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Laccase–cellobiose dehydrogenase-catalyzed detoxification of phenolic-rich olive processing residues

  • E. Nugroho Prasetyo
  • R. D. Rodríguez
  • B. Lukesch
  • S. Weiss
  • M. Murkovic
  • E. Katsoyannos
  • C. Sygmund
  • R. Ludwig
  • G. S. Nyanhongo
  • G. M. Guebitz
Original Paper

Abstract

The combination of a laccase–hydroxybenzotriazole (HBT) mediator system with/without cellobiose dehydrogenase (CDH) or an additional Fenton reaction step for the elimination and/or detoxification of phenolic compounds in dry olive mill residues (DOR) and liquid olive mill wastewaters (OMW) was evaluated. The laccase–HBT–CDH and laccase–HBT–CDH–Fenton system were the most effective, removing at least 69 and 72 % of phenolic compounds from a total of 698 and 683 mg in OMW and DOR, respectively, in 12 h. The efficient removal of phenolic compounds was also accompanied by >80 % reduction in biochemical oxygen demand and chemical oxygen demand in both DOR and OMW. Microbial community analysis using single-strand conformation polymorphism (SSCP) gels showed that biogas reactors supplemented with untreated and laccase–HBT–CDH–Fenton-treated DOR and OMW strongly inhibited growth of microorganisms. In contrast, the laccase–HBT- and laccase–HBT–CDH-pretreated OMW and DOR were detoxified as evidenced by SSCP analysis, which also indicated a distinct sensitivity of the individual members of the anaerobic population toward the toxicants. Further, although the laccase–HBT–CDH–Fenton system was effective in bleaching and removing phenolic compounds in both OMW and DOR, it was not able to support methane production. However, laccase–HBT and laccase–HBT–CDH indeed supported biogas production. This study therefore shows that the laccase–HBT–CDH system has a potential for the detoxification of olive mill residues, which can be potentially used as substrates for downstream processes.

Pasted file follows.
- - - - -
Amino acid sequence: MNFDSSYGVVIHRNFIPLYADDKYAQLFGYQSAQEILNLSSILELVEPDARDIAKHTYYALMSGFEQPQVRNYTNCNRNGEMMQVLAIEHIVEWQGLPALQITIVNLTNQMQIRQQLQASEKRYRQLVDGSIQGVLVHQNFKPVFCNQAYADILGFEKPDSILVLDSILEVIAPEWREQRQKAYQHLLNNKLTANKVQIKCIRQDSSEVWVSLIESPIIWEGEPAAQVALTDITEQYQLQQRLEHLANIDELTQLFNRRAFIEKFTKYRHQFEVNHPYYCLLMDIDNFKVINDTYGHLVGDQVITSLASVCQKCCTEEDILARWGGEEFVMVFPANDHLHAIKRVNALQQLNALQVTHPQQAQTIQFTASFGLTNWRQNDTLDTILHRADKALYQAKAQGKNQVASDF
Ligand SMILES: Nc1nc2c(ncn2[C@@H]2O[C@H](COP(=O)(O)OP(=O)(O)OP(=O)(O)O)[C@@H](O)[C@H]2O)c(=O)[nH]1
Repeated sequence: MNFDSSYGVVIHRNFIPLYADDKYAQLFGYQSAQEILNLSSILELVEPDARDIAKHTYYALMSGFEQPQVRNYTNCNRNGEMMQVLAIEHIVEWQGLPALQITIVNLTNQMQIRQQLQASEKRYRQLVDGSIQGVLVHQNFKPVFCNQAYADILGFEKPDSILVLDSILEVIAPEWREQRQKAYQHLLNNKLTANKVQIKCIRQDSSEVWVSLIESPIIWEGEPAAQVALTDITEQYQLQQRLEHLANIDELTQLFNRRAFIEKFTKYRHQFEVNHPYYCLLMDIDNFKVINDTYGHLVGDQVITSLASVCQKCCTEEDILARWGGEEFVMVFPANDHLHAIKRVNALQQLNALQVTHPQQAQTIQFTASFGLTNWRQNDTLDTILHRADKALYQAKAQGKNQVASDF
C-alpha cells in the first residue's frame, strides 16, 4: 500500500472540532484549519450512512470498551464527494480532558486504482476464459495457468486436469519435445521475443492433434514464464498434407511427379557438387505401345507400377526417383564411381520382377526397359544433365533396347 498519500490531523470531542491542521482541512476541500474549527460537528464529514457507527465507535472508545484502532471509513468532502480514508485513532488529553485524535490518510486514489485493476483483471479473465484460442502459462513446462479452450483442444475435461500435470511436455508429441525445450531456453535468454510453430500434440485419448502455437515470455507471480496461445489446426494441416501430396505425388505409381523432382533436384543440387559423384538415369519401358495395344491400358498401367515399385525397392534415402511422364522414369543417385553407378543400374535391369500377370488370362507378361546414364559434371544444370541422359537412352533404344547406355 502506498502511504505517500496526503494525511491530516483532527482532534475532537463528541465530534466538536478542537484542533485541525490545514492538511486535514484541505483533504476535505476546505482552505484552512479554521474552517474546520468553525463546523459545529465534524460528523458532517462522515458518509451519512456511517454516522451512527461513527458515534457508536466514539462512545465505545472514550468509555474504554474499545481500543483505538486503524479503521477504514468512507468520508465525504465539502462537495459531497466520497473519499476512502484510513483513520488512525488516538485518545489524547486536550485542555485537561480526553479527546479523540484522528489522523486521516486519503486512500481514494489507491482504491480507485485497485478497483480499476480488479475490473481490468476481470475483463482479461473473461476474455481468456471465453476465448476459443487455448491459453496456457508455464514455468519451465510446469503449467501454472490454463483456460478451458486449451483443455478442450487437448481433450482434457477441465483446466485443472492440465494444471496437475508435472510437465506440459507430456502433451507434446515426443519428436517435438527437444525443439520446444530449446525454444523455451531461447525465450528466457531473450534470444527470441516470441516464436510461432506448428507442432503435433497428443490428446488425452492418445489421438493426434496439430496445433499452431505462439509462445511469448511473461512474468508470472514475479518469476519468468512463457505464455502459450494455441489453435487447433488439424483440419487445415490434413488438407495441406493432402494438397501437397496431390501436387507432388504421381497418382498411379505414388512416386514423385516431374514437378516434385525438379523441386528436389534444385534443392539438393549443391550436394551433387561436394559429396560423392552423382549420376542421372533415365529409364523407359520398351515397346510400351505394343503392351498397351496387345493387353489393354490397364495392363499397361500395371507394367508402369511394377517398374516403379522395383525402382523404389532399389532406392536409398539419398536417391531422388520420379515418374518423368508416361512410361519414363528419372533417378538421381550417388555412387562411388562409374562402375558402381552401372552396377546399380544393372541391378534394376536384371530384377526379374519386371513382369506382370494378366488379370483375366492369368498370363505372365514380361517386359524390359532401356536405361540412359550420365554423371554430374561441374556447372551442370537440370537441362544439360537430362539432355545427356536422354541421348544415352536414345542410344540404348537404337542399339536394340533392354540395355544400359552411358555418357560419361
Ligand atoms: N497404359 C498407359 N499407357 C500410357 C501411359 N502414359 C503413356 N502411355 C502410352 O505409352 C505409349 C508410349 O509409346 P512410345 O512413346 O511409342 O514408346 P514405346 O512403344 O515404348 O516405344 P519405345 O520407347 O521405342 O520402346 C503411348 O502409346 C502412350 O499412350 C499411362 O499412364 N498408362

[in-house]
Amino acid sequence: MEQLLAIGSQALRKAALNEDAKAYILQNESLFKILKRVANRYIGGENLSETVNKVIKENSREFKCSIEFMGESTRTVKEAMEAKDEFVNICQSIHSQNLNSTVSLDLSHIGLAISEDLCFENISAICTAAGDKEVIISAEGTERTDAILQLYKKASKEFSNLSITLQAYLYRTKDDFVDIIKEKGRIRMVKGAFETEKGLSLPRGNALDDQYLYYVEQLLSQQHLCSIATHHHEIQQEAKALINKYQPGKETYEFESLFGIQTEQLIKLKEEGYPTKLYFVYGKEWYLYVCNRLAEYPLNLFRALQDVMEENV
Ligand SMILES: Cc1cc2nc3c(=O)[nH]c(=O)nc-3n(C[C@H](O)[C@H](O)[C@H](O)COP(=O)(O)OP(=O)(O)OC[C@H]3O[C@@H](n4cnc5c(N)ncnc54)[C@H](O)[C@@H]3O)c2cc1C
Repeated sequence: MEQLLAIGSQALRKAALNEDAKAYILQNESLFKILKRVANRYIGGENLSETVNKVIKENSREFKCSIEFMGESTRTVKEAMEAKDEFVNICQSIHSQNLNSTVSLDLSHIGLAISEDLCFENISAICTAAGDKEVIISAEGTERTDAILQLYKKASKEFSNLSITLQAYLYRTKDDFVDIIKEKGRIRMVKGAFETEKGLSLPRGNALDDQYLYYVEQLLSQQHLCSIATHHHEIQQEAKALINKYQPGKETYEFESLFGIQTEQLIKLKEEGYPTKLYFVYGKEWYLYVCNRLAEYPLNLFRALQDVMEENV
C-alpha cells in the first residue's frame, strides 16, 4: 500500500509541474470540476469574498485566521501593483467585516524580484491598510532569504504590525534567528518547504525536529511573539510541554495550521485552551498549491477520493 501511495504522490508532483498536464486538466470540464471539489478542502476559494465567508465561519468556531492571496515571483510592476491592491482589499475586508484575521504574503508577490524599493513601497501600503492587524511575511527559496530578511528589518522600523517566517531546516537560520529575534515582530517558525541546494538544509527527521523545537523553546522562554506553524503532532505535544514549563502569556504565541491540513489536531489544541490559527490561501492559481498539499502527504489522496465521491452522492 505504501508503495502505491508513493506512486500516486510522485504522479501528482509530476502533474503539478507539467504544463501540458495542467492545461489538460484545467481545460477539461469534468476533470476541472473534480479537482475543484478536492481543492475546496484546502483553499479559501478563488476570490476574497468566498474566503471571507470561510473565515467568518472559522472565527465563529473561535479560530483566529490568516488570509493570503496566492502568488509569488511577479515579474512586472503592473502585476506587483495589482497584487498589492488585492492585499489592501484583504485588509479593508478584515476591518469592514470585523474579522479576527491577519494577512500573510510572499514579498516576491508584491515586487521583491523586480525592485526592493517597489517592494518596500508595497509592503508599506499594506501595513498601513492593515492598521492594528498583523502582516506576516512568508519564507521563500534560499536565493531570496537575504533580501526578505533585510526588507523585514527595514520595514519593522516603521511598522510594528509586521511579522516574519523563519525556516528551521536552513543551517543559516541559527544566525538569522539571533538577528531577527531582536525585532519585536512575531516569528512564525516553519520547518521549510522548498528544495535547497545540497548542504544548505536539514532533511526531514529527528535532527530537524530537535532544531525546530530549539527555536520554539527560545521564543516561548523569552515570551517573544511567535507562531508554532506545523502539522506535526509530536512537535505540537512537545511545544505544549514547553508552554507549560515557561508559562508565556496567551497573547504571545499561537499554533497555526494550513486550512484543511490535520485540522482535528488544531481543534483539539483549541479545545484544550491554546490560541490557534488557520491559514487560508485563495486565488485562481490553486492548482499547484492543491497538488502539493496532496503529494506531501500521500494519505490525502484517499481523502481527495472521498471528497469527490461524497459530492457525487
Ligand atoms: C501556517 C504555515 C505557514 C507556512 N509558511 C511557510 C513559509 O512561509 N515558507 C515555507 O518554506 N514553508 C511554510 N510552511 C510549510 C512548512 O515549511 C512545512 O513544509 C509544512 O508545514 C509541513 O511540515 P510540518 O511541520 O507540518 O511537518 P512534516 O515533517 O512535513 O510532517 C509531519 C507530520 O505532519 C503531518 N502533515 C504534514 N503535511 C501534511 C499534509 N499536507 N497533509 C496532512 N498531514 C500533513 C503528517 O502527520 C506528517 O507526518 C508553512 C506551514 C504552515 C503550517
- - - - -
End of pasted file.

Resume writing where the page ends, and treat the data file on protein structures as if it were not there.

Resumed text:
Keywords

Olive oil phenolic-rich waste Laccase Cellobiose dehydrogenase Fenton’s reaction Detoxification Single-strand conformation polymorphism Microbial community analysis 

Notes

Acknowledgments

The authors are grateful for the financial support given by the K-project “Future Lignin and Pulp Processing Research” (FLIPPR).

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Copyright information

© Islamic Azad University (IAU) 2014

Authors and Affiliations

  • E. Nugroho Prasetyo
    • 1
    • 2
  • R. D. Rodríguez
    • 1
  • B. Lukesch
    • 1
  • S. Weiss
    • 3
  • M. Murkovic
    • 4
  • E. Katsoyannos
    • 5
  • C. Sygmund
    • 6
  • R. Ludwig
    • 6
  • G. S. Nyanhongo
    • 1
    • 7
  • G. M. Guebitz
    • 3
    • 7
  1. 1.Institute of Environmental BiotechnologyGraz University of TechnologyGrazAustria
  2. 2.Laboratorium Bioteknologi, Gedung HInstitut Teknologi Sepuluh Nopember (ITS)SurabayaIndonesia
  3. 3.Austrian Centre of Industrial Biotechnology (ACIB) GmbHTullnAustria
  4. 4.Institute of BiochemistryGraz University of TechnologyGrazAustria
  5. 5.Faculty of Food TechnologyNational Technical University of AthensAthensGreece
  6. 6.Department of Food Sciences and TechnologyUniversity of Natural Resources and Life Sciences, ViennaViennaAustria
  7. 7.Institute of Environmental BiotechnologyUniversity of Natural Resources and Life Sciences, ViennaTullnAustria

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